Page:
Home>Articles>Special Assembly Public Safety Committee Hearing Over Fentanyl Bills Announced For Next Thursday

California State Capitol on March 11, 2022. (Photo: Kevin Sanders for California Globe).

Special Assembly Public Safety Committee Hearing Over Fentanyl Bills Announced For Next Thursday

Special hearing announced due to public, law enforcement calls for more to be done about fentanyl crisis

By Evan Symon, April 20, 2023 5:32 pm

A special Assembly hearing of the Assembly Public Safety Committee to discuss all six bills related to the fentanyl crisis was announced on Thursday following weeks of public discontent over the legislature’s inaction  over the growing crisis.

Currently, the Assembly has six bills that aim to combat both the fentanyl crisis and the fentanyl overdose crisis currently gripping California. They are:

  • AB 33 – Authored by Assemblywoman Jasmeet Bains (D-Delano), this bill would establish the Fentanyl Addiction and Overdose Task Force, a statewide task force that would develop recommendations on medical policy and treatment.
  • AB 367 – Authored by Assemblyman Brian Maienschein (D-San Diego), AB 367 would raise the penalties against dealers who sell fentanyl that results in great bodily injury to someone.
  • AB 474 – Authored by Assemblyman Freddie Rodriguez (D-Pomona), this bill would have the State Threat Assessment Center (STAC) prioritize state efforts to combat fentanyl trafficking
  • AB 675 – Authored by Assemblywoman Esmerelda Soria (D-Visalia), AB 675 would clarify that posseting both fentanyl or heroin along with a firearm would be considered a felony.
  • AB 955 – Authored by Assemblywoman Cottie Petrie-Norris (D-Irvine), this bill would add more penalties for dealers who sell fentanyl through social media sites.
  • AB 1058 – Authored by Assemblyman Jim Patterson, AB 1058 would increase penalties for those dealing and in possession of a large quantity of fentanyl.

While the legislature has passed bills going after fentanyl before, the rejection of AB 1058 from the Public Safety Committee last month, a growing number of cities passing their own laws on fentanyl, and a proposed ballot measure that would essentially override the legislature and create stricter penalties anyway led to many public safety official and citizens to demand that the Assembly and Senate work on things now to combat the crisis.

With public pressure mounting, especially against the Public Safety Committee for shutting down fentanyl bills this year, the Committee announced on Thursday that a special  hearing will be taking place to solely hear these bills. The announcement on Thursday led many public safety officials to praise the action, with many hoping that all currently proposed bills will move on to an Assembly vote later this year.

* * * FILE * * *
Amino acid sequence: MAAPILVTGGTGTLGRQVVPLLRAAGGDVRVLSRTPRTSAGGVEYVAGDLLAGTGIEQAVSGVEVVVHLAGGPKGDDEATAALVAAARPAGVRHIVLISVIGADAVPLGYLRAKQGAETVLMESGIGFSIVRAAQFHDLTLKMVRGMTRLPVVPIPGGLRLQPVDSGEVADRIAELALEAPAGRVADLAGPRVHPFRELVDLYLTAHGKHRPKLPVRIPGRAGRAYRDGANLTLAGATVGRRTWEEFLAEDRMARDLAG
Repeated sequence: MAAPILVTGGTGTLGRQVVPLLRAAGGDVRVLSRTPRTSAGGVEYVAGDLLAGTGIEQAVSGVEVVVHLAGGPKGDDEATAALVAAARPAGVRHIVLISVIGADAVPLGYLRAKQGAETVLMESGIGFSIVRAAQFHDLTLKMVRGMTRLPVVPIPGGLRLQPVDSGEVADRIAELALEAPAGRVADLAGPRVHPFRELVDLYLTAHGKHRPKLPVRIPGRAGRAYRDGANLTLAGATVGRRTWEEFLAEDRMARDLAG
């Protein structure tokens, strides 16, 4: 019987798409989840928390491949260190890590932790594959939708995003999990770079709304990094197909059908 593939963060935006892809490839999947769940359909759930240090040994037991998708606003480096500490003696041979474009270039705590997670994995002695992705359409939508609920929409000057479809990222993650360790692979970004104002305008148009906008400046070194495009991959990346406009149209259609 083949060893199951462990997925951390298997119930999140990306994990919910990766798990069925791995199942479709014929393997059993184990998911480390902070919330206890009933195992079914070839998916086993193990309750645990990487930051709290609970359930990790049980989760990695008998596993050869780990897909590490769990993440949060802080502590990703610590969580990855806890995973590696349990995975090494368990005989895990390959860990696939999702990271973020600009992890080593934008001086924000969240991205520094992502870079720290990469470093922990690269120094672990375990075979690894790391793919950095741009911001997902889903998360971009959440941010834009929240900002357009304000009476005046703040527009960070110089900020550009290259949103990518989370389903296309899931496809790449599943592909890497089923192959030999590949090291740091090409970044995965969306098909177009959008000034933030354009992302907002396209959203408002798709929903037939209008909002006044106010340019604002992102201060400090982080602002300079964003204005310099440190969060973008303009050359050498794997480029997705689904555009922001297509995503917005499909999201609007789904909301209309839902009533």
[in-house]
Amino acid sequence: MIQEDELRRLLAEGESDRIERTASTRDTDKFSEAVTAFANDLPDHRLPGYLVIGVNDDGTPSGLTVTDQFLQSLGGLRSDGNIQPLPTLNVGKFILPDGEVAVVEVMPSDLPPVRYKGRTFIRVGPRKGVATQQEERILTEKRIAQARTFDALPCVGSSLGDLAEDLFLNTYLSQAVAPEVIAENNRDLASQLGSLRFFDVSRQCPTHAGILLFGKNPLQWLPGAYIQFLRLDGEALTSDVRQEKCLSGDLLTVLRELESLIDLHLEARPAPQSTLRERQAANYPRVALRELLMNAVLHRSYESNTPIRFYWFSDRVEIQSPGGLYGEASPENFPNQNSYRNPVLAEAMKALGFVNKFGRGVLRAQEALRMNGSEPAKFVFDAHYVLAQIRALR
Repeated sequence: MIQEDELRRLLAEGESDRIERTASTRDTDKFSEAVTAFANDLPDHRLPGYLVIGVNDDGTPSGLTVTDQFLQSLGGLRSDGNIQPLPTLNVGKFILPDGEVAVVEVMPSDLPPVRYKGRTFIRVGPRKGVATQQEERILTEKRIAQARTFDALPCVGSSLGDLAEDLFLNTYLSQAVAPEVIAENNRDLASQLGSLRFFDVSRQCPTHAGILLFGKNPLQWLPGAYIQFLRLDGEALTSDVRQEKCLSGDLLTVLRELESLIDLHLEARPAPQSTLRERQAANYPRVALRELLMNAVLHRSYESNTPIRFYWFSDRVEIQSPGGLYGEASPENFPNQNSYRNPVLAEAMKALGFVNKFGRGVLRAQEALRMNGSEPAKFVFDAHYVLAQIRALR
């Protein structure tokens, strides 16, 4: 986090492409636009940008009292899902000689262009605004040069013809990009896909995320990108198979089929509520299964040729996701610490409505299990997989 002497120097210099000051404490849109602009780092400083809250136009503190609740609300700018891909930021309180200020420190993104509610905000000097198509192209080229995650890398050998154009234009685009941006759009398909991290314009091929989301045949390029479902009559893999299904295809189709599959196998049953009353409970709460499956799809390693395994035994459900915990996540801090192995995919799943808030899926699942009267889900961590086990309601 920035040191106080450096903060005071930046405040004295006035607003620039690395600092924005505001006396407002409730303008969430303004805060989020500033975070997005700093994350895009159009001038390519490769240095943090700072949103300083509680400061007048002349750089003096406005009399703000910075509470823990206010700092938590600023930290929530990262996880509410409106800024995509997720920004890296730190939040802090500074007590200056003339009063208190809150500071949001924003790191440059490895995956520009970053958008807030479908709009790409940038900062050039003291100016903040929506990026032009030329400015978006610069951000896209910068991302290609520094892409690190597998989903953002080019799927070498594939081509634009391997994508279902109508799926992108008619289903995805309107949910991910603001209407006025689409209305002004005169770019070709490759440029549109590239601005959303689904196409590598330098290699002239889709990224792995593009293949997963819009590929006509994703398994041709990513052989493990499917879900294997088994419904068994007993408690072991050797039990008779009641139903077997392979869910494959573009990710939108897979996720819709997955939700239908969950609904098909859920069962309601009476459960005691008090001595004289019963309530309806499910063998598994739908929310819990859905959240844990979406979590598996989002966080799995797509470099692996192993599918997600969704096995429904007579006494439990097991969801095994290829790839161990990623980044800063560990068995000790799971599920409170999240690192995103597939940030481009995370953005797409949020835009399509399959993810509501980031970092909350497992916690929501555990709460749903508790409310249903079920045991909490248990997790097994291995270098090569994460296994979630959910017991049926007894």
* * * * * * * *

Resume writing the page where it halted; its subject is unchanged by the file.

“We were very grateful to hear this morning that the Assembly Public Safety Committee is reversing course and will be holding a special hearing next week to discuss six bills critical to impacting the fentanyl crisis,” said California Police Chiefs Association Vice President Chief Tracy Avelar on Thursday in a statement. “It is time for the Public Safety Committee to act aggressively on this issue. The data is clear and the heartbreaking stories flooding in from all over California back up the horrific statistics.

“We cannot continue to stand idly by as fentanyl floods our streets and invades our homes. Californians are dying and we need to do as much as we can to combat this crisis and save lives.”

Those inside the Capitol noted on Thursday that public pressure did indeed lead to the special hearing.

“So many people have been affected by fentanyl in this state,” said “Dana,” a Capitol staffer told the Globe Thursday. “There has been a lot of letters and e-mails and messages coming in asking for them to do something. Patterson’s bill being torn down in Committee last month really sent a lot of sparks up. You wouldn’t believe how many tweets there were about it. Many had stories like ‘My loved one died of fentanyl. They need to punish these people more. How dare they not do anything about it!'”

“Also, certain members of the Assembly and Senate get mad when they stop legislation on something, only for it to become a ballot measure and the people pass it with flying colors. Remember, Californian’s often vote against what the Assembly pushes for. It can be affirmative action or on bills themselves that they passed, like part of AB 5 with rideshare drivers. They really don’t want that to happen again with fentanyl.”

The hearing in the Assembly Public Safety Committee is due to occur next week.

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